A habitat restoration project has been underway since 1985. Recent counts of fish show the population is slowly rising to approximately 3000. Tidal influence wanes between the Broadway and Soquel Avenue bridges in the city of Santa Cruz, where some sand bars are visible.

As early as the 1970s Santa Cruz County began to create a hydrology transport model of the San Lorenzo River, retaining a group of scientists and engineers from Earth Metrics Inc., who were to create the first mathematical model of the river, with the objective of analyzing bedload transport and downstream sedimentation. The model was also used to predict transport of nitrates and other water pollution, and would be eventually used to study a variety of different land management and flood control strategies.

Another problem for the river and its habitat is the water pollution from the city of Santa Cruz and the upstream communities of Felton, Ben Lomond, Brookdale, and Boulder Creek. The San Lorenzo River Watershed has the highest septic system density of any comparable area in the state of California. Bacteria levels were dangerously high in the 1980s but have improved over the last few years. Still the bacteria levels in many areas barely meet the standards for safe swimming, and the nitrate levels are extremely high and are a threat to the drinking water supply for much of the county.

Scenic and historic elements[edit]

Much of the upper reaches of this watershed are quite beautiful in their natural forest setting, while the lower reach is accessible to the large population of Santa Cruz. In 1987 the city of Santa Cruz retained ROMA, a San Francisco design firm, to develop a design concept plan for incorporating the natural elements of the river into the urban design fabric of the city. The plan led to creation of pedestrian walkways, picnic areas and view opportunities along the lower populated stretch of the river. The plan called for creation of a continuous forest to be established on the upper banks of Valley Oak, Buckeye, Willow and other trees with seasonal foliage.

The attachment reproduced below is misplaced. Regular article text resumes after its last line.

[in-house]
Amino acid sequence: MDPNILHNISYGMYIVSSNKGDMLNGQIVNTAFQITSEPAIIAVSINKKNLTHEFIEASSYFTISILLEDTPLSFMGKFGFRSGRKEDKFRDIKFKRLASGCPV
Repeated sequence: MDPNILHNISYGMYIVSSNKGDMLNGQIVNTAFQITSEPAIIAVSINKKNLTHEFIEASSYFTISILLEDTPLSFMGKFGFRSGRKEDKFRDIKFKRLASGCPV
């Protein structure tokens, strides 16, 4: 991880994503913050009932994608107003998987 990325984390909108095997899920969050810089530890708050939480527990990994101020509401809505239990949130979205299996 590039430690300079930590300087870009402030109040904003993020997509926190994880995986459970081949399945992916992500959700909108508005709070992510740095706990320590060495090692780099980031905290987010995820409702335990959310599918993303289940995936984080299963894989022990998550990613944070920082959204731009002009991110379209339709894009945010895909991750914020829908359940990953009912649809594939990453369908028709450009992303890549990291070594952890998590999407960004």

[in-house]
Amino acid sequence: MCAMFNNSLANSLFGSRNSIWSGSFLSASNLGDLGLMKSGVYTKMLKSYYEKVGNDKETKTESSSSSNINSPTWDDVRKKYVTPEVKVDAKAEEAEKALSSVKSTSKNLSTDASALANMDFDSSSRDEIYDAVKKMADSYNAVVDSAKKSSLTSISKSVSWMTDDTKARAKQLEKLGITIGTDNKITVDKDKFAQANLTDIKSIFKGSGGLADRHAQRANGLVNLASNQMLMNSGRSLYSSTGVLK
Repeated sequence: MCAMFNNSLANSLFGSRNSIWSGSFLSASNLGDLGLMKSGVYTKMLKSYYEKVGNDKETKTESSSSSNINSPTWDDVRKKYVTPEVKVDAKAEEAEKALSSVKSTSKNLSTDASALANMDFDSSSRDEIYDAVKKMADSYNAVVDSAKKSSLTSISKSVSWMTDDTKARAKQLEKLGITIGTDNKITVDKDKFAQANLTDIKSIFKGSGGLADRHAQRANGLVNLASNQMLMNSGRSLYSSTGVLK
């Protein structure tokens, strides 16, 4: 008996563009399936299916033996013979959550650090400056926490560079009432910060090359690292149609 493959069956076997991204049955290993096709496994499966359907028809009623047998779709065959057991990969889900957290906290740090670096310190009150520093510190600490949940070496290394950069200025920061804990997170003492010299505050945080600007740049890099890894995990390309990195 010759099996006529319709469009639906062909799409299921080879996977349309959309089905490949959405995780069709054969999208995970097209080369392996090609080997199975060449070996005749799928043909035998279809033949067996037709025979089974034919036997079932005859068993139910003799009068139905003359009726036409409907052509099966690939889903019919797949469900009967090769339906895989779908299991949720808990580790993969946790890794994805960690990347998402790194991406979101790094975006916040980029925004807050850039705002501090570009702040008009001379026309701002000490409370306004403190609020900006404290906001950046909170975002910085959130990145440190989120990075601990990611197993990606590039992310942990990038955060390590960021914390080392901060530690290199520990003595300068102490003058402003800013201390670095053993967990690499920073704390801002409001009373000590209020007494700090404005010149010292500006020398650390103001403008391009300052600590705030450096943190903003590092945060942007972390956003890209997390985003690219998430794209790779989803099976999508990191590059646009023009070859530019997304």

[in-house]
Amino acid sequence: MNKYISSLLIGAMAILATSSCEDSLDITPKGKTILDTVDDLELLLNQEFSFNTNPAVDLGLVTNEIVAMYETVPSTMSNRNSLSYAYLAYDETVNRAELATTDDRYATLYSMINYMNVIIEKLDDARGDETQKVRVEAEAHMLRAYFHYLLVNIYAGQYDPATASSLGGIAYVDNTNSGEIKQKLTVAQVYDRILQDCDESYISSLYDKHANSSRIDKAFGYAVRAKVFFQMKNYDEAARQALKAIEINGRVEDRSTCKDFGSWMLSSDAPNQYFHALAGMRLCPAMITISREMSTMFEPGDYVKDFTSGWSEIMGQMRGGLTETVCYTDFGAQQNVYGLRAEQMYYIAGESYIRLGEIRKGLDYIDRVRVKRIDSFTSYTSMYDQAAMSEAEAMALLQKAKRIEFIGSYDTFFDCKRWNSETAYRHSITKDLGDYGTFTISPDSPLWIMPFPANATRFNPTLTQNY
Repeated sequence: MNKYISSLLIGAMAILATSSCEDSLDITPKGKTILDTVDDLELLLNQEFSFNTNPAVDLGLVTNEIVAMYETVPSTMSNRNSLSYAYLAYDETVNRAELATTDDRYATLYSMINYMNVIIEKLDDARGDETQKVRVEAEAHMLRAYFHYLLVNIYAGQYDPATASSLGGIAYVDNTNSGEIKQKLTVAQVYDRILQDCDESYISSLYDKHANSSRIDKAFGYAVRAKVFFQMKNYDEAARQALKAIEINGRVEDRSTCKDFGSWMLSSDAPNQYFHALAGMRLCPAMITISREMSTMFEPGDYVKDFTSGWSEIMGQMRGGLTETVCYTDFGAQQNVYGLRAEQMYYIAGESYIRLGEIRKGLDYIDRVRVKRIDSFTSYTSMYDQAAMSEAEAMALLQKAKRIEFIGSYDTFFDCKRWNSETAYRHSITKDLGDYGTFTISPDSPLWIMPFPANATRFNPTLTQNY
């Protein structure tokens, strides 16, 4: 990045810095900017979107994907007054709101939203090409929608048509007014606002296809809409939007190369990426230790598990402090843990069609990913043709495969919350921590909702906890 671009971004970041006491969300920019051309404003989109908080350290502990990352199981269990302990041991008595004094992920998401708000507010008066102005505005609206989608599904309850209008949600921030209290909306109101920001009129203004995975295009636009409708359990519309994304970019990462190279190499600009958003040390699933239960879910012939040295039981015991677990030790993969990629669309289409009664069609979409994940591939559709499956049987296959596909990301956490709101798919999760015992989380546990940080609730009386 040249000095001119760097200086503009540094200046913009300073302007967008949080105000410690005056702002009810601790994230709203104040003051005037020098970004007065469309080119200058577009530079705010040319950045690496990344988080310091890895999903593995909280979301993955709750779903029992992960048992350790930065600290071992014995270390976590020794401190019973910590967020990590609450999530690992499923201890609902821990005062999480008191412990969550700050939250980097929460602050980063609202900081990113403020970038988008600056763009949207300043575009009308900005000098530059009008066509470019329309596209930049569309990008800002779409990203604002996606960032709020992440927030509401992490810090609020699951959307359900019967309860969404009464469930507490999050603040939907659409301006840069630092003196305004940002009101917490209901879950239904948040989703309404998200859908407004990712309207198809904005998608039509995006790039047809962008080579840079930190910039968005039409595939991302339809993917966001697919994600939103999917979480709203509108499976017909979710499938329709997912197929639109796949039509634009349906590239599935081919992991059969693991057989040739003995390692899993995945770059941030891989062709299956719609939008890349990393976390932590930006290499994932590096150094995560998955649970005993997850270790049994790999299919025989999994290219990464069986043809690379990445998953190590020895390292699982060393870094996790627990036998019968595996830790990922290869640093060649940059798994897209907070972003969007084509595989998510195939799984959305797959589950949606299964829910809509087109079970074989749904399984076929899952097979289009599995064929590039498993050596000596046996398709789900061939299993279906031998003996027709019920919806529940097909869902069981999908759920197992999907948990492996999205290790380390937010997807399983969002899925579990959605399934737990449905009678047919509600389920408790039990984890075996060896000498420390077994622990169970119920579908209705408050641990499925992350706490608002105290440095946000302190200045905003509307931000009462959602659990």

One notably scenic reach between the Riverside Avenue and Broadway bridges may be the most visually prominent and attractive parts of the river. Here the river bends skirting the base of Beach Hill, a historic neighborhood and noteworthy topographic element of the city of Santa Cruz. This reach is visible from many parts of the city and gives a sense of steepness and enclosure within the channel. The west bank had been the site of a wooden boardwalk, now washed away by erosion.

References[edit]

  1. ^ U.S. Geological Survey. National Hydrography Dataset high-resolution flowline data. The National Map, accessed March 15, 2011
  2. ^ Bolton, Herbert E. (1927). Fray Juan Crespi: Missionary Explorer on the Pacific Coast, 1769-1774. HathiTrust Digital Library. p. 214. Retrieved April 2014. 
  3. ^ "The California Powder Works". Santa Cruz Public Library Local History Articles. Retrieved 2011-11-21. 

Bibliography[edit]

  • C. Michael hogan, David Crimp, Leda Patmore, et al., Bedload Transport Computer Model for the San Lorenzo River, prepared for Santa Cruz County by Earth Metrics Inc., Palo Alto, Ca. (1977)
  • ROMA, San Lorenzo River Design Concept Plan, prepared for the city of Santa Cruz, June, 1987

See also[edit]


Coordinates: 36°57′51″N 122°00′45″W / 36.96417°N 122.01250°W / 36.96417; -122.01250